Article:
This species is a sit-and-wait predator that captures pollinators as they visit the inflorescences on which the spider sits. The spider has strong front legs which are used to seize prey. The female spider is much larger than the male. The length of females is 5.0–11.3 millimetres (0.20–0.44 in) and the length of males is 2.5–3.2 mm (0.10–0.13 in). The pattern of markings on females is variable and the overall color of the body can change between white and yellow dependent on the color of their surroundings. The color pattern for males, which does not change in their lifetime, differs from females in that the four front legs of males are dark brown and the abdomen is gold. The spider can be found throughout the United States. Males search for sedentary females within a heterogeneous habitat.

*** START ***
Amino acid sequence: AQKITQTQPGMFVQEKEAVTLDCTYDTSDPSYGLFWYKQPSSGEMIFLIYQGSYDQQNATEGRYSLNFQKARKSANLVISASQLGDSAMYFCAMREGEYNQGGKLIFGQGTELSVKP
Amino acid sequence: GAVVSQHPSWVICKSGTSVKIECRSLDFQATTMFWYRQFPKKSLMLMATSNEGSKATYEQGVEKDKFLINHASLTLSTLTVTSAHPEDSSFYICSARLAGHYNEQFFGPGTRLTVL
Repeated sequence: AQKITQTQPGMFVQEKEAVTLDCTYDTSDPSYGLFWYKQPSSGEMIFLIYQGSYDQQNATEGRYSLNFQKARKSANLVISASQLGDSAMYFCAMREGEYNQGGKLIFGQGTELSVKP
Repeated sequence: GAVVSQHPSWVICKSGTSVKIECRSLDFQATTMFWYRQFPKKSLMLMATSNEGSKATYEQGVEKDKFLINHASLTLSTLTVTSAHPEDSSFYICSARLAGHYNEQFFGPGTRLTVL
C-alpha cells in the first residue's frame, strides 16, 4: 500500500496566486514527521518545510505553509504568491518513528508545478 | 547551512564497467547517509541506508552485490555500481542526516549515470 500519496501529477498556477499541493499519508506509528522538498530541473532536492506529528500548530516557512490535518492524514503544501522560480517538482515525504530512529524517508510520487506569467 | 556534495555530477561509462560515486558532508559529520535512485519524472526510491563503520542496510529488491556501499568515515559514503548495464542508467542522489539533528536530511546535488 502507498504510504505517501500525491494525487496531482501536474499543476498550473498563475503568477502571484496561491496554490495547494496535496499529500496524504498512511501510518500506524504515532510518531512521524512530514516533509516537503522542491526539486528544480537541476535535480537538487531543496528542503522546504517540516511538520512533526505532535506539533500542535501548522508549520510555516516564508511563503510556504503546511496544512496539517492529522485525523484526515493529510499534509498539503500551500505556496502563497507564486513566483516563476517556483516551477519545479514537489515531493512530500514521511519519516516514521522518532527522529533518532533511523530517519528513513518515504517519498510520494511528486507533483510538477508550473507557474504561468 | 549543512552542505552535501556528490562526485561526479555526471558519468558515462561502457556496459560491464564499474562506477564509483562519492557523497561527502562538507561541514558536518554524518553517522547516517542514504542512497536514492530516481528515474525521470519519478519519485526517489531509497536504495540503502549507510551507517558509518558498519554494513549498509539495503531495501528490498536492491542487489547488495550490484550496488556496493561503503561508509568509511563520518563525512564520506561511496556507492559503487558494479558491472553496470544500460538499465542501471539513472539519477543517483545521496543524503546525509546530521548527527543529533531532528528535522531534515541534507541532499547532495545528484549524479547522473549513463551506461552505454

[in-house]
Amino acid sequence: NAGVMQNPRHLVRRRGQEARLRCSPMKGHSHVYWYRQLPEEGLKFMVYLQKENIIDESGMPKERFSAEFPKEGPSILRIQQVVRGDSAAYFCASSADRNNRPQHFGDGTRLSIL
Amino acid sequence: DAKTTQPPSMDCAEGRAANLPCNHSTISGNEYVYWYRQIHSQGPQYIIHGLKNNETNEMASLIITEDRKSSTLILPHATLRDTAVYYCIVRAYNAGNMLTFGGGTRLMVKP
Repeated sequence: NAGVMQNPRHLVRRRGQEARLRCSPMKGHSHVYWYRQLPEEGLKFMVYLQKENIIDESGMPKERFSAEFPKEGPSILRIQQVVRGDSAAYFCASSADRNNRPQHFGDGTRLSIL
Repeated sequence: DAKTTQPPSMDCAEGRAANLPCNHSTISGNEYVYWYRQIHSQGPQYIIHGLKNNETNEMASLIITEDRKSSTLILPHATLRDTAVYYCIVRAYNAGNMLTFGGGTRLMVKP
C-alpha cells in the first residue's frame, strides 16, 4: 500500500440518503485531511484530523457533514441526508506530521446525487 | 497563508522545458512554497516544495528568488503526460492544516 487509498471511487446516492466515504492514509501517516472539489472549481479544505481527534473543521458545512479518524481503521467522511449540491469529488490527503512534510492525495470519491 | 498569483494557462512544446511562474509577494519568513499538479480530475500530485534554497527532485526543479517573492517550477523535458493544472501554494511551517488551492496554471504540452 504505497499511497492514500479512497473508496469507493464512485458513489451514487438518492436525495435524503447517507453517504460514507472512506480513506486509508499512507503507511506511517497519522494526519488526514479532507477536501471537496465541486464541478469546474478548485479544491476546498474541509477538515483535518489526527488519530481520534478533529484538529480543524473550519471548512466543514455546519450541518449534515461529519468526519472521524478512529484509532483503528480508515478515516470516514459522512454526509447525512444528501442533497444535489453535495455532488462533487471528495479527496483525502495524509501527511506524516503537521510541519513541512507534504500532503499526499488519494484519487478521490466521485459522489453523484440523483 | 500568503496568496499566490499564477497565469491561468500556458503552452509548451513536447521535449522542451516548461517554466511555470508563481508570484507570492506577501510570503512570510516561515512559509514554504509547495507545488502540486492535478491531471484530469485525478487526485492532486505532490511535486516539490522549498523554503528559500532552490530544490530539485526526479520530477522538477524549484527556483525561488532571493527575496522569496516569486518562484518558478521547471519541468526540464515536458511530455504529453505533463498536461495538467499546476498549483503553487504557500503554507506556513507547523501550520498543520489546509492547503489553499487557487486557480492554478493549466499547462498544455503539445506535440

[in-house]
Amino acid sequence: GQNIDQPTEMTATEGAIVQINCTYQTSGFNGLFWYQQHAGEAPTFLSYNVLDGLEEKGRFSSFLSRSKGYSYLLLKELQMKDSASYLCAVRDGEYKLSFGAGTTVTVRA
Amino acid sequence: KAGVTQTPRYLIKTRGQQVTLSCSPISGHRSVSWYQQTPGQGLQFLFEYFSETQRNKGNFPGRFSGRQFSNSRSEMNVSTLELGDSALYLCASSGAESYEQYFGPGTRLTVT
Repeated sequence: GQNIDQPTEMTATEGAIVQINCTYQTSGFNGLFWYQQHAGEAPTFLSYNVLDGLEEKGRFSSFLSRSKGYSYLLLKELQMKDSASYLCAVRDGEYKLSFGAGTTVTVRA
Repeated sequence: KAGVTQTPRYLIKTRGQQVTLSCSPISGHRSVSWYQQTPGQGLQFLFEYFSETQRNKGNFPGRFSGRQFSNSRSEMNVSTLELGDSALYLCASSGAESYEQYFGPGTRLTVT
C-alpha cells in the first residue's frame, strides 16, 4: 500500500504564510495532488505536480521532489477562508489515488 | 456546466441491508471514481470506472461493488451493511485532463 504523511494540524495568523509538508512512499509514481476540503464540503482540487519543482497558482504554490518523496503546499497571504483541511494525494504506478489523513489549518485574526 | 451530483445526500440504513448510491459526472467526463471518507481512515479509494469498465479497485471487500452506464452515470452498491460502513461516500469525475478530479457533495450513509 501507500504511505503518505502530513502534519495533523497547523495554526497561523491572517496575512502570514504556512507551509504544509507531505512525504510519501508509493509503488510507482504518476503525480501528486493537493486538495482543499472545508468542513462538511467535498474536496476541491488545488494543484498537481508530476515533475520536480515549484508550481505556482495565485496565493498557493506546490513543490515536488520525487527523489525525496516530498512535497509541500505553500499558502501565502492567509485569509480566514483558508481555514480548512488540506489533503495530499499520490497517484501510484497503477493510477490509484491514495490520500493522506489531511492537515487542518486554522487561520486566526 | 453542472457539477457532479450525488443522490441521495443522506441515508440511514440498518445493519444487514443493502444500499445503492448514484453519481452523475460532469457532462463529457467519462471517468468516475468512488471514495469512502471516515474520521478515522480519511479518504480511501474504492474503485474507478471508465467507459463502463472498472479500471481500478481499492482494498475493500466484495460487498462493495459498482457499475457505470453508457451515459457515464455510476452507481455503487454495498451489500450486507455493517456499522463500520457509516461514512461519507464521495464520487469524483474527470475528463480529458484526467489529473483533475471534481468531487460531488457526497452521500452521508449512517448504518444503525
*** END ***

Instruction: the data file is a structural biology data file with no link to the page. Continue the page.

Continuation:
- Rainer F. Foelix (1996). Biology of Spiders. Oxford University Press. p. 10. ISBN 978-0-19-509594-4.
- "Misumenoides formosipes". San Diego Natural History Museum. Retrieved August 12, 2010.
- Leo M. Stellwag & Gary N. Dodson (2010). "Navigation by male crab spiders Misumenoides formosipes (Araneae: Thomisidae): floral cues may aid in locating potential mates". Journal of Insect Behavior 23 (3): 226–335. doi:10.1007/s10905-010-9209-9.
|This spider-related article is a stub. You can help Wikipedia by expanding it.|